State interest in public private partnerships is expected to increase. Private sector investment can make up some of the public funding shortfall, but it will require a fair return on investment. Tolls certainly will represent a major source of funds to support private sector investment, but other potential sources of income such as development fees and tax increment financing may also be needed. These features often add to the complexity of project development.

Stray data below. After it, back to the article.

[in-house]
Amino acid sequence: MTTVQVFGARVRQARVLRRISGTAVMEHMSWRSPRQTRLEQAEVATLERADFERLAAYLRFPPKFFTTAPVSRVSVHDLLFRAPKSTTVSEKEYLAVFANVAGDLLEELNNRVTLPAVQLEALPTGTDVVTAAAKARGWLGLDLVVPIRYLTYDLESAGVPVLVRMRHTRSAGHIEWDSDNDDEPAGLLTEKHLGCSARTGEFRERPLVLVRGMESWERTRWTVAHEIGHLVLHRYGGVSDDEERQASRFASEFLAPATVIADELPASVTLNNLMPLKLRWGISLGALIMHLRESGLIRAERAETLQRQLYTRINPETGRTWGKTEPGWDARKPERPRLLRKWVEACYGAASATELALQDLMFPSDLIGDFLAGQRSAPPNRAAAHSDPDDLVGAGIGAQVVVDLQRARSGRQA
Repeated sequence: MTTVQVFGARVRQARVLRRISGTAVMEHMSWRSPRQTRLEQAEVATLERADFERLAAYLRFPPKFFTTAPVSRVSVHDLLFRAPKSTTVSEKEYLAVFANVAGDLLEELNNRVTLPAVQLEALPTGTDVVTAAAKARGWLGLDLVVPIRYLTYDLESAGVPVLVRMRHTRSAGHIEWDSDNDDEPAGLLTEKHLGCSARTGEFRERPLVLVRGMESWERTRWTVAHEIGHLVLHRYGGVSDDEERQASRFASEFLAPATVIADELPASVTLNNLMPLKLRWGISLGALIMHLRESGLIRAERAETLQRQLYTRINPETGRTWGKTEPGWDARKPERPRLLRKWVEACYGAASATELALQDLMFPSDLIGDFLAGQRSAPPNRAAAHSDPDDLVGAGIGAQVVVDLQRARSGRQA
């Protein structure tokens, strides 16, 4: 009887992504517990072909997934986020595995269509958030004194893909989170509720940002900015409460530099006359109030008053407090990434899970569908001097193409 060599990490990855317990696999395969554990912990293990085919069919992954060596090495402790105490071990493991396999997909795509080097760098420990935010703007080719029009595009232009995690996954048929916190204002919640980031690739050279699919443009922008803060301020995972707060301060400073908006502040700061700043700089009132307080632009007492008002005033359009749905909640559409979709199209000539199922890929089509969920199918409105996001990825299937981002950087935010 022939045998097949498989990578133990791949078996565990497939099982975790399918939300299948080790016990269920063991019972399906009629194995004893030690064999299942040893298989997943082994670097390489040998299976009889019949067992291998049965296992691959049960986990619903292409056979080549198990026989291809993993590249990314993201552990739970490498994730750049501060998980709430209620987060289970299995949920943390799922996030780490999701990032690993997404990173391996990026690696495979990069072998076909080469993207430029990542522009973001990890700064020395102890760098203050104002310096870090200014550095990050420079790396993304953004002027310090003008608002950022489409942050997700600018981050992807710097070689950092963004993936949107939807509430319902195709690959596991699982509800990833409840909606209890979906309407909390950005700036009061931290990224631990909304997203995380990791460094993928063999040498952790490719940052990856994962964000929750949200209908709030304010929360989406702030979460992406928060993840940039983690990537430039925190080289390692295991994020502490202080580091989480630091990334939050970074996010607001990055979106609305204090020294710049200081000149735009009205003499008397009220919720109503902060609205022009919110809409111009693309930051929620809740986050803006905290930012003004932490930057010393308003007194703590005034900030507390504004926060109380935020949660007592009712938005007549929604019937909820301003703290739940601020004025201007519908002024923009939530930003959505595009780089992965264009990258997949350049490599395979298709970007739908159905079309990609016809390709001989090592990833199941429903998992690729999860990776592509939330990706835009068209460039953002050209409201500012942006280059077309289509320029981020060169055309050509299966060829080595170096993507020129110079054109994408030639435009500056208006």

Several States and private entities have asked for FHWA's guidance in implementing innovative arrangements and have queried how these new arrangements will be treated under Federal laws affecting highway projects. Some recent SEP-14 applications have sought to incorporate initiatives that go beyond innovative contracting, to include environmental compliance, right of way acquisition, and financing. These applications have been difficult to fit within the limits of SEP-14. Thus, rather than continue to manage these new proposals under the SEP-14 umbrella, FHWA is initiating a new Special Experimental Project No. 15 (SEP-15) pursuant to the authority granted the Secretary by Congress in 23 U.S.C. 502(b). SEP-15 will not be limited to contracting initiatives. It will encourage tests and experimentation in the entire project development process, specifically aimed at attracting private investment, leading to increased project management flexibility, more innovation, improved efficiency, timely project implementation, and new revenue streams.